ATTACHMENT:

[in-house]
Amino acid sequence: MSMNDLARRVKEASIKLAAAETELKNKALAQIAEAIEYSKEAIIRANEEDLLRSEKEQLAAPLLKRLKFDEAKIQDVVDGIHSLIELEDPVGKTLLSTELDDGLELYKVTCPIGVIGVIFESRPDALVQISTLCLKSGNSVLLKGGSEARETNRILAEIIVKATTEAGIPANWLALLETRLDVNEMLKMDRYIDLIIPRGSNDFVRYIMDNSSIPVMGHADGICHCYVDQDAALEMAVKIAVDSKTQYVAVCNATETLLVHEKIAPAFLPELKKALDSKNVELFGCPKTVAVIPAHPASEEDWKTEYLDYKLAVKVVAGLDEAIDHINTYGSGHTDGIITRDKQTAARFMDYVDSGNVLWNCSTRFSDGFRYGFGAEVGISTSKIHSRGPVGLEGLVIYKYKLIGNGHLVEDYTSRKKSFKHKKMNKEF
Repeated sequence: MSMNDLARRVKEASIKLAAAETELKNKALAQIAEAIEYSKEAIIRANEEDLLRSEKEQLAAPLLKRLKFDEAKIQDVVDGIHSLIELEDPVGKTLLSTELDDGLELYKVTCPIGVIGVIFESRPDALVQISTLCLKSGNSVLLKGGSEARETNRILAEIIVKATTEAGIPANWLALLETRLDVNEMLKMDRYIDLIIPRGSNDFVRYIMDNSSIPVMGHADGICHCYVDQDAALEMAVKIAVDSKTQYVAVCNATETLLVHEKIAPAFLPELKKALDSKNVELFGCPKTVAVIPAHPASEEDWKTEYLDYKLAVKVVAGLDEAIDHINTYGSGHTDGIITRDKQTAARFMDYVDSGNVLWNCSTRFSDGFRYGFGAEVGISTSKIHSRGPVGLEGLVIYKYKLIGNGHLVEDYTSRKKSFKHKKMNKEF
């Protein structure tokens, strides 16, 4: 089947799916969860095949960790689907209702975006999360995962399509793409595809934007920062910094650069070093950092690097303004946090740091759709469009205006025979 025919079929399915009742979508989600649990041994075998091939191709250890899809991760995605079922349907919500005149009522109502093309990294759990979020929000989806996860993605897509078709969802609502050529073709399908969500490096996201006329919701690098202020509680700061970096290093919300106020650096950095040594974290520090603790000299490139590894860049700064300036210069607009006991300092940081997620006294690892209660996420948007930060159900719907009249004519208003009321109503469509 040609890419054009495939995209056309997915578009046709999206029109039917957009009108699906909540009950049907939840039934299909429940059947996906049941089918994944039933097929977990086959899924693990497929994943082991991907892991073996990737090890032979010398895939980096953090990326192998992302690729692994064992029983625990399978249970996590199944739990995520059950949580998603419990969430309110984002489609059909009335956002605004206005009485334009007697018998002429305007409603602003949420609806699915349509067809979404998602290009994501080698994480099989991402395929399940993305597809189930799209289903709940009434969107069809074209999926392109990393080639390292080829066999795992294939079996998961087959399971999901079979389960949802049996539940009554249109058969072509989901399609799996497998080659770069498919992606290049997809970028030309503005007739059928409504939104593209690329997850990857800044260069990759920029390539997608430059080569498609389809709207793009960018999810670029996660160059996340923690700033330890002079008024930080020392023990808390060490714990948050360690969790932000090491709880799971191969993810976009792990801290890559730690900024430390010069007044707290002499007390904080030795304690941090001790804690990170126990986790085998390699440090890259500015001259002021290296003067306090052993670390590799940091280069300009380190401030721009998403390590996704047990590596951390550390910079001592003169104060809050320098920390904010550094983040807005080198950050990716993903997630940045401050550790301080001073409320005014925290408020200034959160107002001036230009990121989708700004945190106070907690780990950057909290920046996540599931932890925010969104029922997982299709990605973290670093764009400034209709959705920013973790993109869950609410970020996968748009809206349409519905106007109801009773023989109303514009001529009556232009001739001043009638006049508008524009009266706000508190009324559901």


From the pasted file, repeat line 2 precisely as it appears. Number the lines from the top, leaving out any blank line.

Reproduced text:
Amino acid sequence: MSMNDLARRVKEASIKLAAAETELKNKALAQIAEAIEYSKEAIIRANEEDLLRSEKEQLAAPLLKRLKFDEAKIQDVVDGIHSLIELEDPVGKTLLSTELDDGLELYKVTCPIGVIGVIFESRPDALVQISTLCLKSGNSVLLKGGSEARETNRILAEIIVKATTEAGIPANWLALLETRLDVNEMLKMDRYIDLIIPRGSNDFVRYIMDNSSIPVMGHADGICHCYVDQDAALEMAVKIAVDSKTQYVAVCNATETLLVHEKIAPAFLPELKKALDSKNVELFGCPKTVAVIPAHPASEEDWKTEYLDYKLAVKVVAGLDEAIDHINTYGSGHTDGIITRDKQTAARFMDYVDSGNVLWNCSTRFSDGFRYGFGAEVGISTSKIHSRGPVGLEGLVIYKYKLIGNGHLVEDYTSRKKSFKHKKMNKEF